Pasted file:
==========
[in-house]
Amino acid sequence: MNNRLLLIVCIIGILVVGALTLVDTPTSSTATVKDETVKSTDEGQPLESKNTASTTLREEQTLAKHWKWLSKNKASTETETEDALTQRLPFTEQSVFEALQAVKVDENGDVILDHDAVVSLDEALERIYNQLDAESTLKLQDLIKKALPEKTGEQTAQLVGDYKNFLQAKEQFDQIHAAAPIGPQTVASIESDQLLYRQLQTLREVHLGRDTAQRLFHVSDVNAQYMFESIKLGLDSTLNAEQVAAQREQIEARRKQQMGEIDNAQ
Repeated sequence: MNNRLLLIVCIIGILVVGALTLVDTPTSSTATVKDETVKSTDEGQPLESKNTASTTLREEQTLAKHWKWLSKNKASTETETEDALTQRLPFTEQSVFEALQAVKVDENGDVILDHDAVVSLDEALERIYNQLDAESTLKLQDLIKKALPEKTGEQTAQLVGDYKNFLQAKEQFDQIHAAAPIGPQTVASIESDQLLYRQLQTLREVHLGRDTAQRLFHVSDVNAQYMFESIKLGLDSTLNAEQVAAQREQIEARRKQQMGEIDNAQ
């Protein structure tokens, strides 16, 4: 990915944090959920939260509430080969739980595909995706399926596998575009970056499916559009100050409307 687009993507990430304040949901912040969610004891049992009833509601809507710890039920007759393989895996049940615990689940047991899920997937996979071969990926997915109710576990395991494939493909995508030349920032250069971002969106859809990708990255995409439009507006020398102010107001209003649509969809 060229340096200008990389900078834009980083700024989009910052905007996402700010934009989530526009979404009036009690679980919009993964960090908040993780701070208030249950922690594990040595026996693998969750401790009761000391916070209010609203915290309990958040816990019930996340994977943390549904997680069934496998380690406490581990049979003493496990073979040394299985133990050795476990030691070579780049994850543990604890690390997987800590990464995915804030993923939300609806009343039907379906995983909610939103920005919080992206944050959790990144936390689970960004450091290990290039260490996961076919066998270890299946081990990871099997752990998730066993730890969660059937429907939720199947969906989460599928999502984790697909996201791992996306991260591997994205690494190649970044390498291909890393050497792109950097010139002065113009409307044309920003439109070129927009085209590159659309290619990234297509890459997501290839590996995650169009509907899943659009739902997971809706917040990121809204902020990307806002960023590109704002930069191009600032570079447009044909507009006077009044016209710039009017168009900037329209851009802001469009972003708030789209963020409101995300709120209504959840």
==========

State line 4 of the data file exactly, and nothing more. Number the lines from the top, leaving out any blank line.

């Protein structure tokens, strides 16, 4: 990915944090959920939260509430080969739980595909995706399926596998575009970056499916559009100050409307 687009993507990430304040949901912040969610004891049992009833509601809507710890039920007759393989895996049940615990689940047991899920997937996979071969990926997915109710576990395991494939493909995508030349920032250069971002969106859809990708990255995409439009507006020398102010107001209003649509969809 060229340096200008990389900078834009980083700024989009910052905007996402700010934009989530526009979404009036009690679980919009993964960090908040993780701070208030249950922690594990040595026996693998969750401790009761000391916070209010609203915290309990958040816990019930996340994977943390549904997680069934496998380690406490581990049979003493496990073979040394299985133990050795476990030691070579780049994850543990604890690390997987800590990464995915804030993923939300609806009343039907379906995983909610939103920005919080992206944050959790990144936390689970960004450091290990290039260490996961076919066998270890299946081990990871099997752990998730066993730890969660059937429907939720199947969906989460599928999502984790697909996201791992996306991260591997994205690494190649970044390498291909890393050497792109950097010139002065113009409307044309920003439109070129927009085209590159659309290619990234297509890459997501290839590996995650169009509907899943659009739902997971809706917040990121809204902020990307806002960023590109704002930069191009600032570079447009044909507009006077009044016209710039009017168009900037329209851009802001469009972003708030789209963020409101995300709120209504959840």